Plants & Fungi A - Z
Explore our profiles of plants and fungi.
These illustrated profiles contain a wealth of facts, including details on conservation, uses and habitats – as well as Kew’s connections with the species. They have been chosen to inspire interest in plants, detail our science and conservation work and showcase star plants in the Gardens.
This is a constantly growing resource with new profiles added every week - so do be sure to check back regularly.
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Well-known as a festive winter decoration, common holly is one of Britain's few native evergreen trees.
Farges’s holly, named after the French missionary Paul Farges, is a Chinese holly with glossy dark green leaves and fragrant white flowers, followed by red berries.
An evergreen tree from China and Vietnam, star anise is cultivated for its aromatic fruits that are used to produce a spice similar in flavour to aniseed.
Alang-alang is considered one of the ten worst weeds in the world, but has many uses as a traditional medicine.
A vine from the morning glory family (Convolvulaceae), sweet potato is widely cultivated for its edible root tubers.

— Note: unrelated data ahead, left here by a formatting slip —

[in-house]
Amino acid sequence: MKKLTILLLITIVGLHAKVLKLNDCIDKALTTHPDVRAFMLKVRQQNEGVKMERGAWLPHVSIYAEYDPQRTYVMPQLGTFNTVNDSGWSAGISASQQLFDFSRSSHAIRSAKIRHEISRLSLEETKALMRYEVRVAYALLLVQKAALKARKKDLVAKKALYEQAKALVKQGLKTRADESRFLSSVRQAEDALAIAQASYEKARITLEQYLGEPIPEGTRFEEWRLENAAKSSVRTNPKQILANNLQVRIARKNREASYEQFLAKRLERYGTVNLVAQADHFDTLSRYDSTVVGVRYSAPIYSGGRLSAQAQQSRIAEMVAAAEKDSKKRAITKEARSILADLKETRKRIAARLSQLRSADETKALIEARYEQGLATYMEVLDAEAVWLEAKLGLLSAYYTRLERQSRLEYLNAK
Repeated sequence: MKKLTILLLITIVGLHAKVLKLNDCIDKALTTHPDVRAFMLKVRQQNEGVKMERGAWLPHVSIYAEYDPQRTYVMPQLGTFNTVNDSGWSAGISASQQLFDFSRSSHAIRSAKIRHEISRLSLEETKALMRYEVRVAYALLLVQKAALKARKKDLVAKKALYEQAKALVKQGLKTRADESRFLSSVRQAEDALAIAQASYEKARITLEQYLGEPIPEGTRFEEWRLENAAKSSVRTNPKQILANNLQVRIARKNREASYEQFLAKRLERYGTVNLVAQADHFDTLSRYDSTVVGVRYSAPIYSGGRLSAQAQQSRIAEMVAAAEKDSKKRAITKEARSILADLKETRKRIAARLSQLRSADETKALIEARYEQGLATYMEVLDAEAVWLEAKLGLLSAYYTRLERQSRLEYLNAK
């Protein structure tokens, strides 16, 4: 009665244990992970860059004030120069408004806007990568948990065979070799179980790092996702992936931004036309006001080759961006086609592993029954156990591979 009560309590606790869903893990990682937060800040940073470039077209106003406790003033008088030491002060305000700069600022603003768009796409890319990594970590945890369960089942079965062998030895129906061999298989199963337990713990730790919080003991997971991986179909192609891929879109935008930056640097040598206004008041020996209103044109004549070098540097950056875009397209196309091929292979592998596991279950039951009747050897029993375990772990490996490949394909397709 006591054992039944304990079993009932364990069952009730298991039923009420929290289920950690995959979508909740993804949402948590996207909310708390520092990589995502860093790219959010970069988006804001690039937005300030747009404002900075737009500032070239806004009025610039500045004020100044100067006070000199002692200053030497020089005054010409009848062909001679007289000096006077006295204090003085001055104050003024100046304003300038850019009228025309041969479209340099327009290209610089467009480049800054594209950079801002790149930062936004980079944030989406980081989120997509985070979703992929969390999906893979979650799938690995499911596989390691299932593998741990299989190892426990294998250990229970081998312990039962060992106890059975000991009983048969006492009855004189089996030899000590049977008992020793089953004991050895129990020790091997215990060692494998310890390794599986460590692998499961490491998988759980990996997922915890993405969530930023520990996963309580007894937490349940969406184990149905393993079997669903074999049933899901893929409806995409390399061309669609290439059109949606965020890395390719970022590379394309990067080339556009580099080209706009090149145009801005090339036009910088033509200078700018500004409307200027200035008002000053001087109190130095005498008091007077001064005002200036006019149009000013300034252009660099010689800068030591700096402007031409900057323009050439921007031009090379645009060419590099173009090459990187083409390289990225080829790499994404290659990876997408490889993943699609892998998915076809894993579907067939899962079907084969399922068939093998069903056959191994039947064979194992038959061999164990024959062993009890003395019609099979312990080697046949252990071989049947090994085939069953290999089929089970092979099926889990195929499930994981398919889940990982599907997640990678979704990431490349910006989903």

Iris afghanica has been described as the finest plant introduction from Afghanistan, and the most superb of the regelia irises.
Fringed iris is common in many parts of China and Japan and appears to have been cultivated in Europe since 1792.
English iris, which is in fact native to France and Spain, is a tall, sturdy, bulbous iris with deep blue flowers in mid-summer.
The striking Siberian iris was first brought into cultivation in the Middle Ages, and is still widely grown in temperate regions.
Iris variegata has striking bicoloured flowers and is the source of many of the most colourful bearded iris cultivars.
Doka is a vigorously colonising African tree which often dominates the woodland belt that stretches from Guinea in the west to Uganda in the east.
Part of an ancient group of plants related to the ferns, this species eluded discovery until 2007, hence its Latin name eludens.